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Need help deciding on a compressor


Guest 53buickroadmaster

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Guest 53buickroadmaster

I'm starting a restoration project and need to buy a compressor and am having a hard time deciding what to get. I would like the ability to sandblast/grind/sand/etc... I don't believe I'll be doing painting as this is just going to be in my home garage. I've read some advice that says you need a 5hp compressor with at least 20 cfm. That's quite a chunk of change for that type of compressor and I'm wondering if it is really necessary. What have you had success with? Thanks for the help!

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Guest billybird

Air compressors are rated two ways: CFM@40PSI and CFM@90PSI. Different tools require different amounts of air. This requirement is always on the tool. I have a 3 1/2 H.P. 25 Gal. and a 6 1/2 H.P. 60 Gal. The gallon capacity of the tank is the amount of reserve air you have. I can paint fine with the 3 1/2 { conventional gun } but if I want to run a D.A. sander I have to fire up the 6 1/2 as it has more air reserve at 60 Gal. If you are able, go ahead and buy the largest Gal. CFM@40/90 and you"ll be able to do anything you want. I wish I had did that to start; thats why I have two.

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Blasters and air tools are air hogs, if you want to use them continually without waiting for the compressor to catch up you need a two-stage unit with the biggest tank you can fit in your garage. You will also risk burning up a cheap compressor if you try to use it for items it is not rated for. And even though you think you are not going to paint, wouldn't it be better to have a high CFM unit that could handle an HVLP gun just in case? Spending more for the right one now is better than regretting buying the cheap one every time you fire it up.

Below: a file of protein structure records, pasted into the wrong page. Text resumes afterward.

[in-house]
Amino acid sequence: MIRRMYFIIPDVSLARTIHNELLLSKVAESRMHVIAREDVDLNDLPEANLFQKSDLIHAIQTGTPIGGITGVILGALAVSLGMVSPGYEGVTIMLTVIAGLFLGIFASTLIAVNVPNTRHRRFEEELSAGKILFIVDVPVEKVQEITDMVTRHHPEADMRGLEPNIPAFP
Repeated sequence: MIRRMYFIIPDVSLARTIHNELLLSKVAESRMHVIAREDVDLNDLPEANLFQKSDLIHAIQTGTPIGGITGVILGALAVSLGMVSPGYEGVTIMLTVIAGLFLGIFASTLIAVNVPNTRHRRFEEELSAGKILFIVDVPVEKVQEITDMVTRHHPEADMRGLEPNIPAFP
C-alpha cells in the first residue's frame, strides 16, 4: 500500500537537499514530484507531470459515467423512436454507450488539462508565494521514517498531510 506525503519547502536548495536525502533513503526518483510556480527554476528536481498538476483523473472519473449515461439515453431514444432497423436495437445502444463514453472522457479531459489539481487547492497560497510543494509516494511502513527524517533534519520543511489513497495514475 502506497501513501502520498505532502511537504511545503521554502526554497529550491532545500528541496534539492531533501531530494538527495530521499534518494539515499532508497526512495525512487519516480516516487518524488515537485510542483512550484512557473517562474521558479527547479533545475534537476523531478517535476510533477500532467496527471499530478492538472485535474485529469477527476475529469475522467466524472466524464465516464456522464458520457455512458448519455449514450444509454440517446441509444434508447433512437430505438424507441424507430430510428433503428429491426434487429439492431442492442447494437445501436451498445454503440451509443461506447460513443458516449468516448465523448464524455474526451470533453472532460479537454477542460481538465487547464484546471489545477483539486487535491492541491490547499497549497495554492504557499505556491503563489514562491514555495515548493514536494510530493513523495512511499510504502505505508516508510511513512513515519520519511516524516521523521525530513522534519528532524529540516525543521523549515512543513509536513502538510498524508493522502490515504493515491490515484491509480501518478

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Go to an air compressor sales and ask for a good used 5 Hp industrial compressor. Low RPM.

You will pay as much for it as a new handy Dandy one but it will be a better compressor and will last longer.

Don't even think about buying a 3600 RPM unit! Or one at the home depot rated at 5 Hp.

Handy Dandy Hp. rateings are figured at the peak Hp just before they burn up!

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Check the Yellow Pages under Compressors Air and buy a commercial unit as large as you can afford and as large as your electric service will run. Down the road you will be glad you did, especially when it inevitably needs parts or service. Pumping air is hard work.

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I bought an older 5 horse power, 80 gallon, I.R. T-30 unit for $500. It has a REAL 5 HP motor and turns the pump at only 500 rpm. It'll run anything in my shop all day long. Before I bought it I checked with a compressor distributor about parts and service. His remarks were parts are available and in a hobby type shop I couldn't live enough to wear it out.

His main advise was to place the unit near an outside wall and pipe in out side air with a filter on the outside............Bob

Edited by Bhigdog (see edit history)